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Australian National Wildlife Collection

The Australian National Wildlife Collection (ANWC) is a collection of almost 200,000 zoological specimens, including skeletons, skins, spirit specimens, birds’ eggs, frozen tissue samples and a wildlife sound library, mainly of vertebrate animals from Australia and Papua New Guinea, which are stored in a secure, climate-controlled facility. It is based at CSIRO Sustainable Ecosystems Division in the Australian Capital Territory.

History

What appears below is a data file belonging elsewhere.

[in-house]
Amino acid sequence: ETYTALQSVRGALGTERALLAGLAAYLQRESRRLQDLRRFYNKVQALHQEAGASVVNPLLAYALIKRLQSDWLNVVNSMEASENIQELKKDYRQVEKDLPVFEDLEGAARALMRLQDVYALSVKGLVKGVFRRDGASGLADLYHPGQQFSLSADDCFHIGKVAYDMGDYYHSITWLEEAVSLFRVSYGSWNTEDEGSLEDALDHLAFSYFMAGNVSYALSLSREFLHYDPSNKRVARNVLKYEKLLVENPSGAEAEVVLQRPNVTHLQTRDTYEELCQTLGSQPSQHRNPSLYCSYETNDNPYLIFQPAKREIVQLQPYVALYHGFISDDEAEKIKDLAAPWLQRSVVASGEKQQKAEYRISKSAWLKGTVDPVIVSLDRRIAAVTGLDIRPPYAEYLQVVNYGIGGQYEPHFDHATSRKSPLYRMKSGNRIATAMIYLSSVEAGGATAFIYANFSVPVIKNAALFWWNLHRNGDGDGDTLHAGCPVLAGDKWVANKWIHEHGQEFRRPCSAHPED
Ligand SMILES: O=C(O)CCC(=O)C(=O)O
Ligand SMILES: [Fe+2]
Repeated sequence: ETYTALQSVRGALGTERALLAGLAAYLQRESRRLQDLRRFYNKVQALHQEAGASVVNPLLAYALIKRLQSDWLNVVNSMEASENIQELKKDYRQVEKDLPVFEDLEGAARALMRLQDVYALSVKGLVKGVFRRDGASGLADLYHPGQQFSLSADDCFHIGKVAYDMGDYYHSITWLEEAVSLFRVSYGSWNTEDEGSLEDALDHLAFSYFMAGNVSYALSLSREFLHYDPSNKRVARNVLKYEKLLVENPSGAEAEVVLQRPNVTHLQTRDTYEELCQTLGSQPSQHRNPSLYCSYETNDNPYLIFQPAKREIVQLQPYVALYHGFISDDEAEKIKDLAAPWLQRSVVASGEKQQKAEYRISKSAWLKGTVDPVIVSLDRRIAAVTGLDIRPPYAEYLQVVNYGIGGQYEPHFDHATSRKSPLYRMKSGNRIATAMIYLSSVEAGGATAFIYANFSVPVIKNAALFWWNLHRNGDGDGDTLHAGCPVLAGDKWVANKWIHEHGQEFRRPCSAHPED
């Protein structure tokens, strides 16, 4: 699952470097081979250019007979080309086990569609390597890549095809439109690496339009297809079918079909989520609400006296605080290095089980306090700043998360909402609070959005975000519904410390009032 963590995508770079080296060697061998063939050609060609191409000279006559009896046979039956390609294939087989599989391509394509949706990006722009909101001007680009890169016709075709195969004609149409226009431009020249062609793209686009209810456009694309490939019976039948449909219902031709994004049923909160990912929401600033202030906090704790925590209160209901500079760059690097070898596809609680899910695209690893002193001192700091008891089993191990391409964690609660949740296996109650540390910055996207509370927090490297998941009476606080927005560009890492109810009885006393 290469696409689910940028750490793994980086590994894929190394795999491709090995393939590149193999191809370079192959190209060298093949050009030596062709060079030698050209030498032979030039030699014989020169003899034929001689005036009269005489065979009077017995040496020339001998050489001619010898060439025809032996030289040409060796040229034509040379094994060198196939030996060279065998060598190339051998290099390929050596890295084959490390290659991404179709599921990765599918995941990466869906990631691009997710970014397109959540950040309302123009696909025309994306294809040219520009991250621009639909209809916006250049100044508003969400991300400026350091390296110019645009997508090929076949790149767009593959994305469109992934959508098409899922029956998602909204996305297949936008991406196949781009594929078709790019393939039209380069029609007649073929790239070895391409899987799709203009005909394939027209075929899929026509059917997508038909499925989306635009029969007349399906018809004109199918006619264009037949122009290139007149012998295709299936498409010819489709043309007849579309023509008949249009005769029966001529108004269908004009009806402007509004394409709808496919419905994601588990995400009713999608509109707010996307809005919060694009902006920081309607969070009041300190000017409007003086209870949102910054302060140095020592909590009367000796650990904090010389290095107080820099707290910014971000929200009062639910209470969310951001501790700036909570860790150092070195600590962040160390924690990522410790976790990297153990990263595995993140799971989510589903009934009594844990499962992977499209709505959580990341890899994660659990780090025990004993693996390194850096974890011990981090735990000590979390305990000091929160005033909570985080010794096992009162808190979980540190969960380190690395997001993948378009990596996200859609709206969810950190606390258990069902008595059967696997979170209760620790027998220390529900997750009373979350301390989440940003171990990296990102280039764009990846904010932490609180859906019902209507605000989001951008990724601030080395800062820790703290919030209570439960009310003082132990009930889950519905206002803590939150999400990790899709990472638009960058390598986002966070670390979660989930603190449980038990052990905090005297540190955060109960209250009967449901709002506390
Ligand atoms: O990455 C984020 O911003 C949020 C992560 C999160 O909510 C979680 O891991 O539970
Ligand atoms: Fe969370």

The ANWC was established in 1966, though its origins date from the late 1950s when scientists in the CSIRO’s Wildlife Survey section were collecting specimens in the course of their work and were concerned that their individual collections should not be dispersed and should be accessible at a central location for long-term security and so that comparative studies could be made. The decision to establish a central facility was made by Harold Frith, Chief of the Division of Wildlife. The founding Curator, later Director, was Richard Schodde, who held the post for nearly thirty years. It was formally recognised and named the Australian National Wildlife Collection in 1976 through gazettal by the Government of Australia.